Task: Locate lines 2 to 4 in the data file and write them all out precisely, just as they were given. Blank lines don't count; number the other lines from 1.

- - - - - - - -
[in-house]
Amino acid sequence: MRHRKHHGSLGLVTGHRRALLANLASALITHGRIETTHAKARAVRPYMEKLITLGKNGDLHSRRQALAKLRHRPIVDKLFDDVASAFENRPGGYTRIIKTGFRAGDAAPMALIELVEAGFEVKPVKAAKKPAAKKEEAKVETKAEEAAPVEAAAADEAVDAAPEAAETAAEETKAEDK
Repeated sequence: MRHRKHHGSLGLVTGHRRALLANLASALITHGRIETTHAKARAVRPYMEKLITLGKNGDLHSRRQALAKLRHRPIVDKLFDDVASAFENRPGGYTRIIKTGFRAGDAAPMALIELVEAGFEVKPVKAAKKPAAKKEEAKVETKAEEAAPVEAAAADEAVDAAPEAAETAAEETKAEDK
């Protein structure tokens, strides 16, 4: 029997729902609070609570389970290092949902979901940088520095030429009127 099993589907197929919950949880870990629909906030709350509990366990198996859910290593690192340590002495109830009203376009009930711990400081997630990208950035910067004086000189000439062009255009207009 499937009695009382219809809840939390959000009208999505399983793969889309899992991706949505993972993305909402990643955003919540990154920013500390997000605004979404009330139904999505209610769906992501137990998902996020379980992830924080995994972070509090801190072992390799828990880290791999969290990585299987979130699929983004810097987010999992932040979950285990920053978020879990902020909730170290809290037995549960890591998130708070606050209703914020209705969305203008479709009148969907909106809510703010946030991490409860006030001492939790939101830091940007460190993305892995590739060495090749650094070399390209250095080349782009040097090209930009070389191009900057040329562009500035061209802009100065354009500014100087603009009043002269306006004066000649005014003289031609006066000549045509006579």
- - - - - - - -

Amino acid sequence: MRHRKHHGSLGLVTGHRRALLANLASALITHGRIETTHAKARAVRPYMEKLITLGKNGDLHSRRQALAKLRHRPIVDKLFDDVASAFENRPGGYTRIIKTGFRAGDAAPMALIELVEAGFEVKPVKAAKKPAAKKEEAKVETKAEEAAPVEAAAADEAVDAAPEAAETAAEETKAEDK
Repeated sequence: MRHRKHHGSLGLVTGHRRALLANLASALITHGRIETTHAKARAVRPYMEKLITLGKNGDLHSRRQALAKLRHRPIVDKLFDDVASAFENRPGGYTRIIKTGFRAGDAAPMALIELVEAGFEVKPVKAAKKPAAKKEEAKVETKAEEAAPVEAAAADEAVDAAPEAAETAAEETKAEDK
């Protein structure tokens, strides 16, 4: 029997729902609070609570389970290092949902979901940088520095030429009127 099993589907197929919950949880870990629909906030709350509990366990198996859910290593690192340590002495109830009203376009009930711990400081997630990208950035910067004086000189000439062009255009207009 499937009695009382219809809840939390959000009208999505399983793969889309899992991706949505993972993305909402990643955003919540990154920013500390997000605004979404009330139904999505209610769906992501137990998902996020379980992830924080995994972070509090801190072992390799828990880290791999969290990585299987979130699929983004810097987010999992932040979950285990920053978020879990902020909730170290809290037995549960890591998130708070606050209703914020209705969305203008479709009148969907909106809510703010946030991490409860006030001492939790939101830091940007460190993305892995590739060495090749650094070399390209250095080349782009040097090209930009070389191009900057040329562009500035061209802009100065354009500014100087603009009043002269306006004066000649005014003289031609006066000549045509006579």